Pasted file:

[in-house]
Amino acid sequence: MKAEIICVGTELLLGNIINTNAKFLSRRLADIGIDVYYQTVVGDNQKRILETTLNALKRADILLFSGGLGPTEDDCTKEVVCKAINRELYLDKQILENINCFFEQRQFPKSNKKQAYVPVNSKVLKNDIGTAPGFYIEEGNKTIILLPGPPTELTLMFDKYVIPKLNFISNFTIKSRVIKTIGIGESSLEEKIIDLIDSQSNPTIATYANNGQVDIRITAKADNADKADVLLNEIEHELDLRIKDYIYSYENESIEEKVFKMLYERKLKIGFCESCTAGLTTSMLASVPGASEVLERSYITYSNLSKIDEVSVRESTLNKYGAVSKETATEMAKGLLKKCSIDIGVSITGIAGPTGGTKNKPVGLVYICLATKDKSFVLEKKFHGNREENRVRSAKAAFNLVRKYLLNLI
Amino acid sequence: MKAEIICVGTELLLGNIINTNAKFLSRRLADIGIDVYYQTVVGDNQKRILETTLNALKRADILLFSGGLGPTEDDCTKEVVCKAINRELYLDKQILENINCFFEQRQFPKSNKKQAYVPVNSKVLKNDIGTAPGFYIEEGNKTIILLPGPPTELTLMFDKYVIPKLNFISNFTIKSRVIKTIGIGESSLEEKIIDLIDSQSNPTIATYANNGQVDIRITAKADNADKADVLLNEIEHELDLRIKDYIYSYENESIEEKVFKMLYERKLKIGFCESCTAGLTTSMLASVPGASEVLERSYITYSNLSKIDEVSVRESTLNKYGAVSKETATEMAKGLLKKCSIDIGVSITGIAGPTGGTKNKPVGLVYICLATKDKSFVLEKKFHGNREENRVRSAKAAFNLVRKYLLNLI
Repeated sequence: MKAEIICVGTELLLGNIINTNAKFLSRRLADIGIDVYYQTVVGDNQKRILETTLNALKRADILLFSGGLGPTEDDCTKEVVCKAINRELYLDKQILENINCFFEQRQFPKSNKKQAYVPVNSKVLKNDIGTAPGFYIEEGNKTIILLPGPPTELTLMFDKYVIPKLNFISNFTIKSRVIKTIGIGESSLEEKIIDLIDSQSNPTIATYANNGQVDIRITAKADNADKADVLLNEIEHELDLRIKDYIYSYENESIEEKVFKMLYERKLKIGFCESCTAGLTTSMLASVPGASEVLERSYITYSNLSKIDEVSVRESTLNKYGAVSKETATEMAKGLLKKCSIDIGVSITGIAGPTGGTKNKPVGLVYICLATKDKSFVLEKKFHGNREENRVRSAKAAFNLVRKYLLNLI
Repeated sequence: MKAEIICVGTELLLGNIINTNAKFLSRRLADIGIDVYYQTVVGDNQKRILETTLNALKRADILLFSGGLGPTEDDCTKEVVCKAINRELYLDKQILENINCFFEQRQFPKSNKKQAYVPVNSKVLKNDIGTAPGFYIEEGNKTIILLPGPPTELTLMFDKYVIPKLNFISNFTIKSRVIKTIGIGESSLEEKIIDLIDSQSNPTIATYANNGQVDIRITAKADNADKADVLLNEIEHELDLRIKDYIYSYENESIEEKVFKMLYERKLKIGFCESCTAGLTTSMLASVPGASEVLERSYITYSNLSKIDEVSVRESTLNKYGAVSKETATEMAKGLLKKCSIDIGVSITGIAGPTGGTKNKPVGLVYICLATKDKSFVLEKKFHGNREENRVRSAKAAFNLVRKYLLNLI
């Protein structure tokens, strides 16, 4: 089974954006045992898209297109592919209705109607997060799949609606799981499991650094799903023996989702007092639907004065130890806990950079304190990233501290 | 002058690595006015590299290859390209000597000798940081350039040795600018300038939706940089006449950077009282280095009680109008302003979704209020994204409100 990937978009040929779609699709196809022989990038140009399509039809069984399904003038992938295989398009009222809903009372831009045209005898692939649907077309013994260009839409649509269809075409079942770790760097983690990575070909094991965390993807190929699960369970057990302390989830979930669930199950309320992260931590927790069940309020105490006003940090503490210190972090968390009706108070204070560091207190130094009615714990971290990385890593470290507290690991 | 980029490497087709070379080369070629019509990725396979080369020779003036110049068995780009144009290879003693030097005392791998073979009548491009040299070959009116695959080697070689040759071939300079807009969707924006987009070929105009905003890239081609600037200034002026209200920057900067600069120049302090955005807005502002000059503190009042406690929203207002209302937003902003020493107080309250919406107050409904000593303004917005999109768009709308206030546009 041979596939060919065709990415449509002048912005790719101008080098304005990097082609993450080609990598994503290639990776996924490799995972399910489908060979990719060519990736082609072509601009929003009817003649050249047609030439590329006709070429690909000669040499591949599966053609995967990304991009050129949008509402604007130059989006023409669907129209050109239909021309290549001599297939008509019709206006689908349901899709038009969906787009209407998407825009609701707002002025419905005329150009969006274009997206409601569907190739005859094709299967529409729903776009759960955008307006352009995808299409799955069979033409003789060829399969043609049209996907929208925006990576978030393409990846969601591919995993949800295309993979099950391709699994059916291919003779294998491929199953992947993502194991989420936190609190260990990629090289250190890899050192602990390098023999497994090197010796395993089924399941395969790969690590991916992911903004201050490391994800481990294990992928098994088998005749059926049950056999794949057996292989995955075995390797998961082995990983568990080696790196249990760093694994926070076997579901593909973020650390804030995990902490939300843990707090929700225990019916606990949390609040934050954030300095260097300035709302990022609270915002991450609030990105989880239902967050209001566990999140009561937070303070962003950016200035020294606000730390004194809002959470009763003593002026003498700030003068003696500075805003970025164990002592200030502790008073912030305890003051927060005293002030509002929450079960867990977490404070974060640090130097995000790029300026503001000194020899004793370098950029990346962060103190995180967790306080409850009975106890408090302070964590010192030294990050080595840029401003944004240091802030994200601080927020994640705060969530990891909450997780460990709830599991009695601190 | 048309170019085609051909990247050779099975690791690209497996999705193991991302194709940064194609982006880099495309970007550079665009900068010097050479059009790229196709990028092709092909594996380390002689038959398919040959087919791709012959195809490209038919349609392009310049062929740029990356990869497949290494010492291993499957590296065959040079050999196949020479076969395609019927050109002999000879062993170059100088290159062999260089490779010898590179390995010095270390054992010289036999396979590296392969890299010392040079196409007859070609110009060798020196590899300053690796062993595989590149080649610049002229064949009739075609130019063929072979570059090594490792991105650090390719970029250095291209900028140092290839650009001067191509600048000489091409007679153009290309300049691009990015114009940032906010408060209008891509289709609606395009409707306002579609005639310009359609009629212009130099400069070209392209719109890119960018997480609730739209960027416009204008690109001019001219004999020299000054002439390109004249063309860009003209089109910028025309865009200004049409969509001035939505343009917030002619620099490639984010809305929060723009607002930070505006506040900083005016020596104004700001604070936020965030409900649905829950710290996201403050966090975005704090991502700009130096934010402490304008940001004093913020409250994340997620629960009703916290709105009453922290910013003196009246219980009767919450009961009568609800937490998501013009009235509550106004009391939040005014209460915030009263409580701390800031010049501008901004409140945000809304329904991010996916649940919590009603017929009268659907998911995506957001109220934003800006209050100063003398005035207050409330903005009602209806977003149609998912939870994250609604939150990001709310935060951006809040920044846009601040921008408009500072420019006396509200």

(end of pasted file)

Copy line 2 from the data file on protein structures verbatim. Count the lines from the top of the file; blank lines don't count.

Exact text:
Amino acid sequence: MKAEIICVGTELLLGNIINTNAKFLSRRLADIGIDVYYQTVVGDNQKRILETTLNALKRADILLFSGGLGPTEDDCTKEVVCKAINRELYLDKQILENINCFFEQRQFPKSNKKQAYVPVNSKVLKNDIGTAPGFYIEEGNKTIILLPGPPTELTLMFDKYVIPKLNFISNFTIKSRVIKTIGIGESSLEEKIIDLIDSQSNPTIATYANNGQVDIRITAKADNADKADVLLNEIEHELDLRIKDYIYSYENESIEEKVFKMLYERKLKIGFCESCTAGLTTSMLASVPGASEVLERSYITYSNLSKIDEVSVRESTLNKYGAVSKETATEMAKGLLKKCSIDIGVSITGIAGPTGGTKNKPVGLVYICLATKDKSFVLEKKFHGNREENRVRSAKAAFNLVRKYLLNLI